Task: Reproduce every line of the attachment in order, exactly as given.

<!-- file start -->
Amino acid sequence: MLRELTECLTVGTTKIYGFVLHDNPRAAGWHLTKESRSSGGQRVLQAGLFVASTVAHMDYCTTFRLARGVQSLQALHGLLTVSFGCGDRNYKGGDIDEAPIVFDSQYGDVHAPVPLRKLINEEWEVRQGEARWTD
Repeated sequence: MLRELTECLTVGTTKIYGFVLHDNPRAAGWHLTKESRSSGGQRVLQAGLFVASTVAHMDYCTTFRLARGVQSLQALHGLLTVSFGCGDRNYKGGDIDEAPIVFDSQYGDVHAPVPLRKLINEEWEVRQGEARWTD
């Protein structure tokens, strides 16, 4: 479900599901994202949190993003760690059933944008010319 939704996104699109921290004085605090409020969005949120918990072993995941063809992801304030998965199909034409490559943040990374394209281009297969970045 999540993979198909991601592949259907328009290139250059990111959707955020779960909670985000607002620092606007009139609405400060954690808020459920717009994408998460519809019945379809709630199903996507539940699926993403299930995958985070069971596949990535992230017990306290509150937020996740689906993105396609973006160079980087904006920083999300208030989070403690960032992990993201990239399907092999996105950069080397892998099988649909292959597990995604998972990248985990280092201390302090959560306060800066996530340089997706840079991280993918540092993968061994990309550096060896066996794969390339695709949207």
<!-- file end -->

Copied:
Amino acid sequence: MLRELTECLTVGTTKIYGFVLHDNPRAAGWHLTKESRSSGGQRVLQAGLFVASTVAHMDYCTTFRLARGVQSLQALHGLLTVSFGCGDRNYKGGDIDEAPIVFDSQYGDVHAPVPLRKLINEEWEVRQGEARWTD
Repeated sequence: MLRELTECLTVGTTKIYGFVLHDNPRAAGWHLTKESRSSGGQRVLQAGLFVASTVAHMDYCTTFRLARGVQSLQALHGLLTVSFGCGDRNYKGGDIDEAPIVFDSQYGDVHAPVPLRKLINEEWEVRQGEARWTD
């Protein structure tokens, strides 16, 4: 479900599901994202949190993003760690059933944008010319 939704996104699109921290004085605090409020969005949120918990072993995941063809992801304030998965199909034409490559943040990374394209281009297969970045 999540993979198909991601592949259907328009290139250059990111959707955020779960909670985000607002620092606007009139609405400060954690808020459920717009994408998460519809019945379809709630199903996507539940699926993403299930995958985070069971596949990535992230017990306290509150937020996740689906993105396609973006160079980087904006920083999300208030989070403690960032992990993201990239399907092999996105950069080397892998099988649909292959597990995604998972990248985990280092201390302090959560306060800066996530340089997706840079991280993918540092993968061994990309550096060896066996794969390339695709949207």